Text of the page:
Date of Award
Master of Public Health (MPH)
Amanda Walpole - Committee Member
Dr. Sheryl Strasser - Committee Member
INTRODUCTION: The leading cause of injury and death among children in the United States is motor vehicle crashes. Even though laws have been amended and public awareness campaigns and education has increased, many children are still improperly restrained or not restrained at all. When correctly used, child restraints significantly reduce risk of injury or death in a motor vehicle crash. AIM: The purpose of the questions is to exhibit the baseline knowledge of participants before receiving car seat education from certified technicians. METHODS: Over an eight week period, Safe Kids Cobb County Car Seat Technicians distributed a 16-item survey, with 10 knowledge-based questions and 6 demographic questions to Inspection Station participants. Descriptive statistics were run and t-tests were calculated to determine if participant age, ethnicity, and gender were associated with overall knowledge scores. A simple linear regression test was run to determine the association between participant education level and total car seat safety knowledge. RESULTS: One-hundred and sixty nine surveys were completed. Participant knowledge of car seat safety ranged from 0% to 90% on all ten items. No significant correlation between participant knowledge and age was found. The relationship between total knowledge and education level was found to be slightly significant. However, ethnicity and gender were found to be significantly associated with total knowledge scores. DISCUSSION: The results from this study describe baseline knowledge among a sample of participants at Safe Inspection Station activities held in Cobb County, Georgia. These results can help inform tailoring of future programming so that the impact of enhanced health education / prevention messages for intended populations can be maximized.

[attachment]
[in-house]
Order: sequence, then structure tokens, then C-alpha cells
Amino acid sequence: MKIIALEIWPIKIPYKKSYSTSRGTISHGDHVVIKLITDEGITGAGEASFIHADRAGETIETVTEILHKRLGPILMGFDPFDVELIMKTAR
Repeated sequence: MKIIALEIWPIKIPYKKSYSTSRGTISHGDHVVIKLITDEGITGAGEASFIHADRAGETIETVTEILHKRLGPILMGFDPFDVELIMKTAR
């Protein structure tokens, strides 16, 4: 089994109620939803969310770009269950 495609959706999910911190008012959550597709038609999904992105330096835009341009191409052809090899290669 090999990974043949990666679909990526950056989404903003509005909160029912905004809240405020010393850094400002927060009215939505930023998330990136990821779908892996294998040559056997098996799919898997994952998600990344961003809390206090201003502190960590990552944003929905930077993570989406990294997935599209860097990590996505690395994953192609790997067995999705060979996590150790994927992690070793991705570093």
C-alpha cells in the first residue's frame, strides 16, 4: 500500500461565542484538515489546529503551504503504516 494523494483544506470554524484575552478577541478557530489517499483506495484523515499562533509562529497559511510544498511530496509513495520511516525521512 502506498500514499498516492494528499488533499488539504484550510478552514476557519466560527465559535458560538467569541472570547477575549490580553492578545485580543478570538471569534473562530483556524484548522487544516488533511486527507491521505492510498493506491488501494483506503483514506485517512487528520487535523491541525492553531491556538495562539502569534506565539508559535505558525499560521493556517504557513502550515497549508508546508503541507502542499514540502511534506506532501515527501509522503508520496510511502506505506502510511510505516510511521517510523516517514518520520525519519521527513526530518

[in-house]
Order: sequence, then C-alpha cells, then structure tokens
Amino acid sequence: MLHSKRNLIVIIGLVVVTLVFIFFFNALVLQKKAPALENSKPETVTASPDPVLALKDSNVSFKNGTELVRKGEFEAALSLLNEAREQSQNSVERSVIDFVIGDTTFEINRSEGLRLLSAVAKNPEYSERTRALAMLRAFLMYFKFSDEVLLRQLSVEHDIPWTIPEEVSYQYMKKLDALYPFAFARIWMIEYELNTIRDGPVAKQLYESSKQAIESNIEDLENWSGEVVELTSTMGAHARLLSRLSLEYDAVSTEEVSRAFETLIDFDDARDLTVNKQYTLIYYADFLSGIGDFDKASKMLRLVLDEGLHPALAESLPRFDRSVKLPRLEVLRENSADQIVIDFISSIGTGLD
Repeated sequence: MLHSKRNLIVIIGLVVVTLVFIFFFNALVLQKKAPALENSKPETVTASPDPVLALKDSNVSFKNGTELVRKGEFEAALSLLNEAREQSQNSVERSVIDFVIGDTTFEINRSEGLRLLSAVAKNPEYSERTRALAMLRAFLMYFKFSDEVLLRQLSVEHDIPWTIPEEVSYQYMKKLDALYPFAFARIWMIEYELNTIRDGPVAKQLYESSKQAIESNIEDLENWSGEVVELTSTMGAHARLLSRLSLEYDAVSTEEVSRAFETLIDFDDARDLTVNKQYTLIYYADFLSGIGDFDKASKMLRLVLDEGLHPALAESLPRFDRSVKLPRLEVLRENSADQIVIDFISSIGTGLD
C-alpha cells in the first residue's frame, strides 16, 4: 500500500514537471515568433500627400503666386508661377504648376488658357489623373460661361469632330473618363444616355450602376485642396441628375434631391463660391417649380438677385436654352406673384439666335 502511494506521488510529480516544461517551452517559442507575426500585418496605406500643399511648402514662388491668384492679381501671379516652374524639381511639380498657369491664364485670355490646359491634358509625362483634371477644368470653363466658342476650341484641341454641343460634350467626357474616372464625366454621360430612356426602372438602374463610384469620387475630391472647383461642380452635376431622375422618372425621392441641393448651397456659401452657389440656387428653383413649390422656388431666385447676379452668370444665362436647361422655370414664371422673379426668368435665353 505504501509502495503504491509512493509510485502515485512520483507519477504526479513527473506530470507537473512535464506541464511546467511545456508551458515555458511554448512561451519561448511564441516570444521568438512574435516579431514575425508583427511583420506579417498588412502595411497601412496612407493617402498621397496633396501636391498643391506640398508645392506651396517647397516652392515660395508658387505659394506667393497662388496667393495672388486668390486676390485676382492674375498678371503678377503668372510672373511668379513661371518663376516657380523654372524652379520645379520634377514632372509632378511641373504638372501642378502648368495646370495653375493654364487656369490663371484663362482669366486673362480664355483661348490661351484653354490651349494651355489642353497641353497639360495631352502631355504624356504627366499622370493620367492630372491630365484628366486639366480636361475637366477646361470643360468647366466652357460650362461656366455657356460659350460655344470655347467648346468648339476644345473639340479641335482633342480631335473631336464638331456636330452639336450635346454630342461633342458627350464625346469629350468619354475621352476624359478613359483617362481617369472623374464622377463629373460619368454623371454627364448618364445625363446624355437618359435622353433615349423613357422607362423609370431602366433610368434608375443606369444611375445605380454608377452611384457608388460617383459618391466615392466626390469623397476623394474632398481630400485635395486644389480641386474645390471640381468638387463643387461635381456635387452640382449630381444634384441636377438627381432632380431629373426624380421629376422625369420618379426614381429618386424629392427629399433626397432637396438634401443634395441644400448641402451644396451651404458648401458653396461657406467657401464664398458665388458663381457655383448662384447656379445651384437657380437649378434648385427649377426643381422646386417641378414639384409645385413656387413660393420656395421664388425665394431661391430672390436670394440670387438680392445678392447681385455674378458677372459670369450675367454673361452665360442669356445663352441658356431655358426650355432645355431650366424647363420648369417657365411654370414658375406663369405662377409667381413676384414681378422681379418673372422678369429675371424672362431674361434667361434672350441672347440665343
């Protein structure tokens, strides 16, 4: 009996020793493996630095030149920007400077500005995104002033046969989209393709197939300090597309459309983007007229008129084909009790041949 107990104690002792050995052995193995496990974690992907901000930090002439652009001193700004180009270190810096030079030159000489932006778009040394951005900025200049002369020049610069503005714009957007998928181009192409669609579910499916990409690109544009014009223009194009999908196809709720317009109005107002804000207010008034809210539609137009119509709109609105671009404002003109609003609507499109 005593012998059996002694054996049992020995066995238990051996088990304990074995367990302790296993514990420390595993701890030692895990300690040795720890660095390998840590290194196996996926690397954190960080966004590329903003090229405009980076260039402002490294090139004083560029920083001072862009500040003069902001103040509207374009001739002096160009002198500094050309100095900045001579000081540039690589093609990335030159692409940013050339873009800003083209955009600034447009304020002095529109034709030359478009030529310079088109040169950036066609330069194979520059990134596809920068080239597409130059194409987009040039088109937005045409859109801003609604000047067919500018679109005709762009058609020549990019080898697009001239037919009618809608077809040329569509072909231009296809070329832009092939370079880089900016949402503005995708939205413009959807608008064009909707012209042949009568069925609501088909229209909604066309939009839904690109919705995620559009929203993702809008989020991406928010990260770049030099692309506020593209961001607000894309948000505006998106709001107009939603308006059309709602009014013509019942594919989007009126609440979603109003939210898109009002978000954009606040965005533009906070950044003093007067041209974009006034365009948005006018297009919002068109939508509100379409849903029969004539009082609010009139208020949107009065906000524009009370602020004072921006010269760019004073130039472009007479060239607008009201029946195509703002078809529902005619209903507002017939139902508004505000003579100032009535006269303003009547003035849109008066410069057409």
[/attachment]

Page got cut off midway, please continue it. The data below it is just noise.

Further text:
Whorton, Laurie Elizabeth, "Baseline Knowledge Assessment of Cobb County Safe Kids Inspection Station Participants" (2009). Public Health Theses. Paper 115.